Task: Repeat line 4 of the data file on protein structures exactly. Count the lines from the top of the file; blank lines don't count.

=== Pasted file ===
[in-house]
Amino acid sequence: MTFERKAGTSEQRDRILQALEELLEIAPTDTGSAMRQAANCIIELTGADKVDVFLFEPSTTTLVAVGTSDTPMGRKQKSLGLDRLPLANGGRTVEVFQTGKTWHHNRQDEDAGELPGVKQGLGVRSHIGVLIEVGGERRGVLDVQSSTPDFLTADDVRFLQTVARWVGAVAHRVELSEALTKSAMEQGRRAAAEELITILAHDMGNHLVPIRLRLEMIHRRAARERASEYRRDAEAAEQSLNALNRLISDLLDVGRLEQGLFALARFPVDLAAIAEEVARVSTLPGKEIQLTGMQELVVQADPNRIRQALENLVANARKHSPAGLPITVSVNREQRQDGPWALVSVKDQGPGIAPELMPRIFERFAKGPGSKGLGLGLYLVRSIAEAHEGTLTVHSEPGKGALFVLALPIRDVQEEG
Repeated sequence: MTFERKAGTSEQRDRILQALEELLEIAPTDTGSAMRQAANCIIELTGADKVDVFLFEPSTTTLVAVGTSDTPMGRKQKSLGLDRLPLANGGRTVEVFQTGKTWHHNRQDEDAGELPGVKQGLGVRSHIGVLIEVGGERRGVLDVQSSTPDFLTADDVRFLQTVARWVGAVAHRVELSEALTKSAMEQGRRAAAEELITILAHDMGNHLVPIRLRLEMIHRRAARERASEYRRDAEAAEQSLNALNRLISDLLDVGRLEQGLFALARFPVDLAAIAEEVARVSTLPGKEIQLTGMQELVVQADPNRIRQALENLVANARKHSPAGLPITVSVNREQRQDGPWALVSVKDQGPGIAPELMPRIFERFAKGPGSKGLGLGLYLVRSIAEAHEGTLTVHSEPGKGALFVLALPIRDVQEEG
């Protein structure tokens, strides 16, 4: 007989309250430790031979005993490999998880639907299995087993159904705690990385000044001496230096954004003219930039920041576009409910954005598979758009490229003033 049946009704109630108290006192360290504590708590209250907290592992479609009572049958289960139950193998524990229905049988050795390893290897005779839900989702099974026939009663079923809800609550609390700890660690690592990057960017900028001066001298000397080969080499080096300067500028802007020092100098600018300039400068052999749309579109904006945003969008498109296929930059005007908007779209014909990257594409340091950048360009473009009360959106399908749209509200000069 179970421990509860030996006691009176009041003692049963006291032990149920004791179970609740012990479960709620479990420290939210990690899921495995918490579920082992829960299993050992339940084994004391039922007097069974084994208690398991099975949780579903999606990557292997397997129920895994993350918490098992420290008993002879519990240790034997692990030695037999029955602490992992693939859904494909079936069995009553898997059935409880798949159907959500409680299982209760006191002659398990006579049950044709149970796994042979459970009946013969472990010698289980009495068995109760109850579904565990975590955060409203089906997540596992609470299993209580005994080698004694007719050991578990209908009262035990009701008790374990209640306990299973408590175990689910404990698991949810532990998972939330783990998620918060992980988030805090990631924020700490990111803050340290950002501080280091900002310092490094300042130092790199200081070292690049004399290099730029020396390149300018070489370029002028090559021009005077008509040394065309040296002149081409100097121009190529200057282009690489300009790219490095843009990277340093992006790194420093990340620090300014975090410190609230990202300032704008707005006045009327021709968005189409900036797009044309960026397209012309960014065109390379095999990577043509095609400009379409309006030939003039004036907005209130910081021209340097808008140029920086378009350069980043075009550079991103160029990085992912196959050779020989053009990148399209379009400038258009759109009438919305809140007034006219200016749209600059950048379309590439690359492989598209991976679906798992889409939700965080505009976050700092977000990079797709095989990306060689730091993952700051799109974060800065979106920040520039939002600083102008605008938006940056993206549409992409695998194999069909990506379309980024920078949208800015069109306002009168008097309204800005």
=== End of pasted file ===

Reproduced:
């Protein structure tokens, strides 16, 4: 007989309250430790031979005993490999998880639907299995087993159904705690990385000044001496230096954004003219930039920041576009409910954005598979758009490229003033 049946009704109630108290006192360290504590708590209250907290592992479609009572049958289960139950193998524990229905049988050795390893290897005779839900989702099974026939009663079923809800609550609390700890660690690592990057960017900028001066001298000397080969080499080096300067500028802007020092100098600018300039400068052999749309579109904006945003969008498109296929930059005007908007779209014909990257594409340091950048360009473009009360959106399908749209509200000069 179970421990509860030996006691009176009041003692049963006291032990149920004791179970609740012990479960709620479990420290939210990690899921495995918490579920082992829960299993050992339940084994004391039922007097069974084994208690398991099975949780579903999606990557292997397997129920895994993350918490098992420290008993002879519990240790034997692990030695037999029955602490992992693939859904494909079936069995009553898997059935409880798949159907959500409680299982209760006191002659398990006579049950044709149970796994042979459970009946013969472990010698289980009495068995109760109850579904565990975590955060409203089906997540596992609470299993209580005994080698004694007719050991578990209908009262035990009701008790374990209640306990299973408590175990689910404990698991949810532990998972939330783990998620918060992980988030805090990631924020700490990111803050340290950002501080280091900002310092490094300042130092790199200081070292690049004399290099730029020396390149300018070489370029002028090559021009005077008509040394065309040296002149081409100097121009190529200057282009690489300009790219490095843009990277340093992006790194420093990340620090300014975090410190609230990202300032704008707005006045009327021709968005189409900036797009044309960026397209012309960014065109390379095999990577043509095609400009379409309006030939003039004036907005209130910081021209340097808008140029920086378009350069980043075009550079991103160029990085992912196959050779020989053009990148399209379009400038258009759109009438919305809140007034006219200016749209600059950048379309590439690359492989598209991976679906798992889409939700965080505009976050700092977000990079797709095989990306060689730091993952700051799109974060800065979106920040520039939002600083102008605008938006940056993206549409992409695998194999069909990506379309980024920078949208800015069109306002009168008097309204800005």